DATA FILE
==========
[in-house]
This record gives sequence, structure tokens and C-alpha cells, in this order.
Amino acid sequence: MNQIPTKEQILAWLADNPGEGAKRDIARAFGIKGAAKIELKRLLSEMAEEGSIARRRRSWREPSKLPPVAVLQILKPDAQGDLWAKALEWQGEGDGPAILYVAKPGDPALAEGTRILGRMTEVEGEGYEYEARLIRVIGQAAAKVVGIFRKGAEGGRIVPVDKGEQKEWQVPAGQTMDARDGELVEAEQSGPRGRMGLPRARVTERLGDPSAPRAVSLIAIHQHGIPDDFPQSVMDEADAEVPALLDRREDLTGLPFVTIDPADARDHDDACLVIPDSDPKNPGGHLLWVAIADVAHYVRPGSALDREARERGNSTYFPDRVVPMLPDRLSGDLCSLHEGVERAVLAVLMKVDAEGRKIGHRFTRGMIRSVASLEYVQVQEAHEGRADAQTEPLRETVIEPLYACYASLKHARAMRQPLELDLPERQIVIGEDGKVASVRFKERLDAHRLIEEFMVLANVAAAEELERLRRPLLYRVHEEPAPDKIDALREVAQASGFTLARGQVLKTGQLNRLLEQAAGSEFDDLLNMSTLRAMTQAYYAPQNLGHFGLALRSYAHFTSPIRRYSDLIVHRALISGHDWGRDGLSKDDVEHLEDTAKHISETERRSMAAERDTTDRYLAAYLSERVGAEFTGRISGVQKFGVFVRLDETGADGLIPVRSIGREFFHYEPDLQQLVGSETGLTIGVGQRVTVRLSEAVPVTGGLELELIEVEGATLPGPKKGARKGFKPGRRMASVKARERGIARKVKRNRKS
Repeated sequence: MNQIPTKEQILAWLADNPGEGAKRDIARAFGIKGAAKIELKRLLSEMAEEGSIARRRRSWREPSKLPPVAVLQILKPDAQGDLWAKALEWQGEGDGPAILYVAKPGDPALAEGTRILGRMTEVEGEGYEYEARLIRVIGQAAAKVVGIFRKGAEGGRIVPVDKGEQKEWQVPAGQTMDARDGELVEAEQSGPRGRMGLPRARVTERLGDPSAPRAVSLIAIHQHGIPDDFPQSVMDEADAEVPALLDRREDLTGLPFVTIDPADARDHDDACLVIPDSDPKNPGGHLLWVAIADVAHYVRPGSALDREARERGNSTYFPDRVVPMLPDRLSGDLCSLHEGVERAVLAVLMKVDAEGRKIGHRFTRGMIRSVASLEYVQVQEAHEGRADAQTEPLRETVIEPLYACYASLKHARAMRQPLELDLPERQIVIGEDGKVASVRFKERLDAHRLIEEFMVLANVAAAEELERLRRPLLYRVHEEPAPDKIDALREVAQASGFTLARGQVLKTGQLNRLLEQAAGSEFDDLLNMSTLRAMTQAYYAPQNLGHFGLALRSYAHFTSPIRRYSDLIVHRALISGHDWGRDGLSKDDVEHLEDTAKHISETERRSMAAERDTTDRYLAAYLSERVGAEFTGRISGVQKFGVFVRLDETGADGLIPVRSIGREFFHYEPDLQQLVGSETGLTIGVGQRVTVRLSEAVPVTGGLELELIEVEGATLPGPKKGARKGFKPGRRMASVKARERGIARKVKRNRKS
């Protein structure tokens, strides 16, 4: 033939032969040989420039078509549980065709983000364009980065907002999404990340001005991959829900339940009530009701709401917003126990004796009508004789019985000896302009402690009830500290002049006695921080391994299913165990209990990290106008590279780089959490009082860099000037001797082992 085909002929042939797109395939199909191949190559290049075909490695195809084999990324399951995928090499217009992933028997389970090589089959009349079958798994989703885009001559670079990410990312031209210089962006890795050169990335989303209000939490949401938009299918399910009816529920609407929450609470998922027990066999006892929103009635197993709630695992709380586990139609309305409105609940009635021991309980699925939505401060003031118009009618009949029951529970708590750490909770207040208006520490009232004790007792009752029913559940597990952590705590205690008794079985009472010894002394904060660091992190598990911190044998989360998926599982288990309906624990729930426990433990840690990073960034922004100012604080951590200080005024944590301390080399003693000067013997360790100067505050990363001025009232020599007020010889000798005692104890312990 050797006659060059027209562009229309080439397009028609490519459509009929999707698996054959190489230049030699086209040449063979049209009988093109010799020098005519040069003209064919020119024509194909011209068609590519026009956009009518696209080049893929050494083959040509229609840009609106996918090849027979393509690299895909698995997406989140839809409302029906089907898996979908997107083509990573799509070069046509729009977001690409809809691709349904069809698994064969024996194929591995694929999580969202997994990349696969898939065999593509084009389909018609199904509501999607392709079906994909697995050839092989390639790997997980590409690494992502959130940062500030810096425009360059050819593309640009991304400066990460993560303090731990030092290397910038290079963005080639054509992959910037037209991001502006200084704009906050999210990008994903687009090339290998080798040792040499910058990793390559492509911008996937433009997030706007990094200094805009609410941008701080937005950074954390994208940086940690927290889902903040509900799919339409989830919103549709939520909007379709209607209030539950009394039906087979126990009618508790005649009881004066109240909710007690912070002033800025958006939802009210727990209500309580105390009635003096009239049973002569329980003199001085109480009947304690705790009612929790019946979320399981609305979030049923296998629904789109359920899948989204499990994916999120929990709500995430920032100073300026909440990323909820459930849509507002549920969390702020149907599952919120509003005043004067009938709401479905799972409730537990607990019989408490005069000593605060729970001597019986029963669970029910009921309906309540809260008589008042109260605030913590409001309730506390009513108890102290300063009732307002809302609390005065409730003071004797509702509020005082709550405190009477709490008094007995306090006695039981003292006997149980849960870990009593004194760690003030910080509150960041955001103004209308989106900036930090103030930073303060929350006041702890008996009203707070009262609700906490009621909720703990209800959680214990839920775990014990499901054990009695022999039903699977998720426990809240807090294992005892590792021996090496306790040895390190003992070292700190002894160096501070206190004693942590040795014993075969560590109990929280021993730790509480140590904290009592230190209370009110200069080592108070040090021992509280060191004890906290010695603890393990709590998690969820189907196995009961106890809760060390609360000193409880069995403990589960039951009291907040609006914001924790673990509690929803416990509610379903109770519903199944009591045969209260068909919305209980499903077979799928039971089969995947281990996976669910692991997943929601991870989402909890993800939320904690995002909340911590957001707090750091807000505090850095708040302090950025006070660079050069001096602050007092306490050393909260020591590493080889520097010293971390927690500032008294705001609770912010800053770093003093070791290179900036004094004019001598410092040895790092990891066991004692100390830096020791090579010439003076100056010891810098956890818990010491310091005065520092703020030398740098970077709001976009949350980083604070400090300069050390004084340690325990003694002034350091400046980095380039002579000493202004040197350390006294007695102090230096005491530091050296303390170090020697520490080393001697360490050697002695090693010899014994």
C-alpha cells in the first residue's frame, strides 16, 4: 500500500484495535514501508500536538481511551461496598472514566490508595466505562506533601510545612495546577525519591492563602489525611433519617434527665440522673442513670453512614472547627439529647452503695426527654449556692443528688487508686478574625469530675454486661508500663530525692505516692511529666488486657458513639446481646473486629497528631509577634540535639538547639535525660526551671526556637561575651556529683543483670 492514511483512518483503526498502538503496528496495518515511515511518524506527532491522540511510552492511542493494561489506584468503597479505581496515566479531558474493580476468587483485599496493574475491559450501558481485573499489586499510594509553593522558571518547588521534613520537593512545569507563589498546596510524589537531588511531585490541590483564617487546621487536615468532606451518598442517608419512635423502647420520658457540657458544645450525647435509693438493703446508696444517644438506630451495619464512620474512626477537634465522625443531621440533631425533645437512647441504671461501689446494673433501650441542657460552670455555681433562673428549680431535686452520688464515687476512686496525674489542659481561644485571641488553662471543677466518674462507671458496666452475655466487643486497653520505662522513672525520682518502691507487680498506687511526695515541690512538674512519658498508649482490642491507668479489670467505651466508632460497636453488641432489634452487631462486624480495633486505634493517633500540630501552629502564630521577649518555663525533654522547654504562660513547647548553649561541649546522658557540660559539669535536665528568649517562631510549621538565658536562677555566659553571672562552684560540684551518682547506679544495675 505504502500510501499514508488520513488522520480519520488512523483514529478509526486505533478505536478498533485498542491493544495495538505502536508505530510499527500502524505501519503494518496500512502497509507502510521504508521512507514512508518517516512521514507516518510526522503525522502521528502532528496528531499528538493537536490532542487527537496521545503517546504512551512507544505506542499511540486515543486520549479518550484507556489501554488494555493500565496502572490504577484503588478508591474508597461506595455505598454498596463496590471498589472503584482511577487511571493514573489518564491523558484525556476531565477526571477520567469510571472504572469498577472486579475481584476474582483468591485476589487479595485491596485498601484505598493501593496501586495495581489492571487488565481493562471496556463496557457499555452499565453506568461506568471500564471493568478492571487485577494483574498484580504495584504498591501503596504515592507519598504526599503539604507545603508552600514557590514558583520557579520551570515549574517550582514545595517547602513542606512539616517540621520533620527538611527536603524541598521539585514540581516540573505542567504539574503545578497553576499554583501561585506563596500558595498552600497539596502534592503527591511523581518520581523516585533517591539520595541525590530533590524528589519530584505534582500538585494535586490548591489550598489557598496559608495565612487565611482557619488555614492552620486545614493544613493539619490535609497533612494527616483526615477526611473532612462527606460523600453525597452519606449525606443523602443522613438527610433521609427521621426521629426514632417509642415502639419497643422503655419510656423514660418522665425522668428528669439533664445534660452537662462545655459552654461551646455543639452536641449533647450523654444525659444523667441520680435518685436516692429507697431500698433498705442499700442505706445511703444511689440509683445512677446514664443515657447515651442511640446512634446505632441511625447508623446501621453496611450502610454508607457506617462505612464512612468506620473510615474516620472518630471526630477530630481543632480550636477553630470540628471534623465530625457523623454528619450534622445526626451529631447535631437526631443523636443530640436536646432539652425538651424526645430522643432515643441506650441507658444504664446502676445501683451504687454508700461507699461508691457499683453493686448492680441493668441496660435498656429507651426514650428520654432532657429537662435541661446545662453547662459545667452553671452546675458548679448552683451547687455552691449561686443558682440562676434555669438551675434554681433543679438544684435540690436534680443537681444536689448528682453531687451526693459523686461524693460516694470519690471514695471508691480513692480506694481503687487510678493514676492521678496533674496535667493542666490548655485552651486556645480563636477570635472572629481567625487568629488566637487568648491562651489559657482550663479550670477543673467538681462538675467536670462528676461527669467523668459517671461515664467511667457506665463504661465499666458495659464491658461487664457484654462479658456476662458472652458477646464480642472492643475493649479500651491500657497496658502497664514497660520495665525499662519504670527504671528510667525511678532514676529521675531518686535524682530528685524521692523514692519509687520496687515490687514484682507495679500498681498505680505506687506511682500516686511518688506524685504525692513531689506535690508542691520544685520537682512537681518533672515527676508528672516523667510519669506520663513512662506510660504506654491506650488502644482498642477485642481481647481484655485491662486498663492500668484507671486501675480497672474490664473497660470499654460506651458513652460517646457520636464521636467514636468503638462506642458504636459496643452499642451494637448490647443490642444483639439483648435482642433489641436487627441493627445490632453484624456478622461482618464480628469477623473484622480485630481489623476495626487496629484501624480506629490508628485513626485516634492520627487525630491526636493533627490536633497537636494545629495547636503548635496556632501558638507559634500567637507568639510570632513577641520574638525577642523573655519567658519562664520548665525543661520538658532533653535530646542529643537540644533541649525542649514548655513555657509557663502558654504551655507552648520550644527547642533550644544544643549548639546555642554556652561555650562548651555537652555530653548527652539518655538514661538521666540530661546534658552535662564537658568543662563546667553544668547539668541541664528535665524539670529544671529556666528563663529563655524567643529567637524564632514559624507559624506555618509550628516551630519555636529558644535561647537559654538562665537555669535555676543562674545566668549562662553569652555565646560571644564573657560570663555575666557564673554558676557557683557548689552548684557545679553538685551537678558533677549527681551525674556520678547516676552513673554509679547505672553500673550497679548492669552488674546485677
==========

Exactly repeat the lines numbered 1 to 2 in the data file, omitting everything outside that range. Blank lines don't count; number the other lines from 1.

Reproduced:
[in-house]
This record gives sequence, structure tokens and C-alpha cells, in this order.